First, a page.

Don’t expect NBC Sports to gloss over Bob Baffert’s string of drug infractions this Saturday, like it did at the Kentucky Derby two Saturdays ago. In 7½ hours of broadcast time NBC devoted to the Derby it spent exactly 30 seconds reminding the public that he’s no angel.
Prior to the race the network devoted a lengthy feature to comparing Baffert’s six prior Derby victories to Bill Belichick’s six Super Bow rings. And it wasn’t until after the race was over, and Baffert was bouncing to the winner’s circle all smiles, that Mike Tirico reminded us of what others were saying.
“Let’s be honest,” Tirico began. “There has been controversy around Baffert. He had a suspension erased by the Arkansas Racing Commission upon appeal. There are many in the sport that are jealous of Baffert, that question Baffert. He told us last week that ‘I am the one who is at the base of the sport—the one who takes the criticism.’ He says, ‘Come look, come see.’” Then Tirico paused and added, “Today Bob Baffert has answered those critics and Bob Baffert has passed Ben Jones as the winningest trainer in Kentucky Derby history.”
Tirico’s words sounded more like a defense attorney than a journalist. To be fair, NBC hates to see the sport tainted because it invested in Triple Crown broadcasts for years. Baffert is the network’s star. On Tuesday, the management of Pimlico Race Course agreed to let Baffter’s Derby winner Medina Spirit run in the Preakness this Saturday. Of course, it’s in their best interest, but it would be hard to keep him out since the horse’s disqualification still awaits the results of a second drug test from Kentucky. As you can guess, this isn’t Baffert’s first dance with the stewards regarding positive drug tests.
Bob Baffert has come up with a new version of “the dog ate my homework.” After Justify tested positive in 2018 and should have been disallowed from running in the Triple Crown, Baffert blamed it on contaminated hay. The California Racing Board swept it under the rug and told Baffert, no problem.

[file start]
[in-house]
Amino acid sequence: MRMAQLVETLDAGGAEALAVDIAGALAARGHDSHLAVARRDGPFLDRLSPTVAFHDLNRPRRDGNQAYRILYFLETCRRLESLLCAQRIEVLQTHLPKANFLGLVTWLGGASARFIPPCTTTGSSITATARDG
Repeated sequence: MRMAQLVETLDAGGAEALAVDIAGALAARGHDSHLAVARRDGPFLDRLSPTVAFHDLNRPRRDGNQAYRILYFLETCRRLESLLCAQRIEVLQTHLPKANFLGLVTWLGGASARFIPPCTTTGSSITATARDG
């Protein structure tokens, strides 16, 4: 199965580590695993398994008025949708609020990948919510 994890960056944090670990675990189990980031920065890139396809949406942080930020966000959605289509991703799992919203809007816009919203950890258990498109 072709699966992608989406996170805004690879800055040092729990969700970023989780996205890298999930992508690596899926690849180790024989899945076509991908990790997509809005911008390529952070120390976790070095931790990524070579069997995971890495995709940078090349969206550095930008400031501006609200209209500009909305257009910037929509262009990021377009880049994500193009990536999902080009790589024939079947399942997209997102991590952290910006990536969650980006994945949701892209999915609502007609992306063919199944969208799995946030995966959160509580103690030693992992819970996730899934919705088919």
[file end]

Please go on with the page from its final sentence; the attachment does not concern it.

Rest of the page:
When two of Baffert’s star horses tested positive on Arkansas’s biggest racing day in 2019 (incidentally for the same betamethasone pain-killer that Medina Spirit had traces of), Baffert was suspended 15 days. But on second thought the Arkansas stewards wiped out the suspension and instead gave him a pair of $5,000 fines.
Last year when another Baffert horse named Mereneith tested positive for ingredients of a cough syrup, Baffert claimed a groom, who was taking a cough syrup for Covid, urinated in the horse’s stall causing the problem. At least that was original.
Two days ago, 2021 Kentucky Derby winner Medina Spirit, also trained by Baffert, tested positive for a small amount of a drug used to ease joint pain. Yesterday Baffert said he had no idea how the horse got it and that no one in his stable administered it. But today he had another story; the positive test was due to a dermatitis ointment (Otomax) his people rubbed on the horse without realizing it contained the offending substance. It was like Baffert was saying, “Oops, I did do it.”
This is Baffert’s fifth failed drug test in a year. If this had been Major League Baseball, Baffert would have been banned for life after his third failed test. Instead he got a $5,000 fine. So how can you take a sport seriously that does that? These fines are not even close to a slap on the wrist when you put them alongside million dollar purses.
In his career, Baffert’s horses have had 29 failed drug tests. Okay, it’s been a long career but that’s a hell of a lot of failed tests. Monday he told Dan Patrick the reasons for the recent ones and then wiped away the rest by saying, “I was a little sloppy early in my career.”
Is it no wonder that what was once one of America’s favorite sports, with stars like Seabiscuit and Secretariat, is nothing more than a joke in 2021. Only the bettors watch with interest.
NBC issued a release stating that the Derby’s TV-only average audience of 14.4 million viewers topped all entertainment awards shows for the first time ever and marked NBC’s most watched broadcast since the NFL Divisional Playoffs in January. Sports Media Watch added: “Viewership peaked at 15.7 million during the quarter-hour encompassing the race, up from last year’s peak of 9.8 million, but down from the rare postrace peak of 18.5 million in 2019.”
With a cloud hanging over Saturday’s race at Pimlico, we’ll see the TV number it generates.
NBC’s Preakness coverage:
The 2021 Preakness Stakes will air this Saturday, from 2 to 5 p.m. ET on NBCSN and from 5 to 7:30 p.m. ET on NBC. Coverage is also available by stream on NBCSports.com and on the NBC Sports app.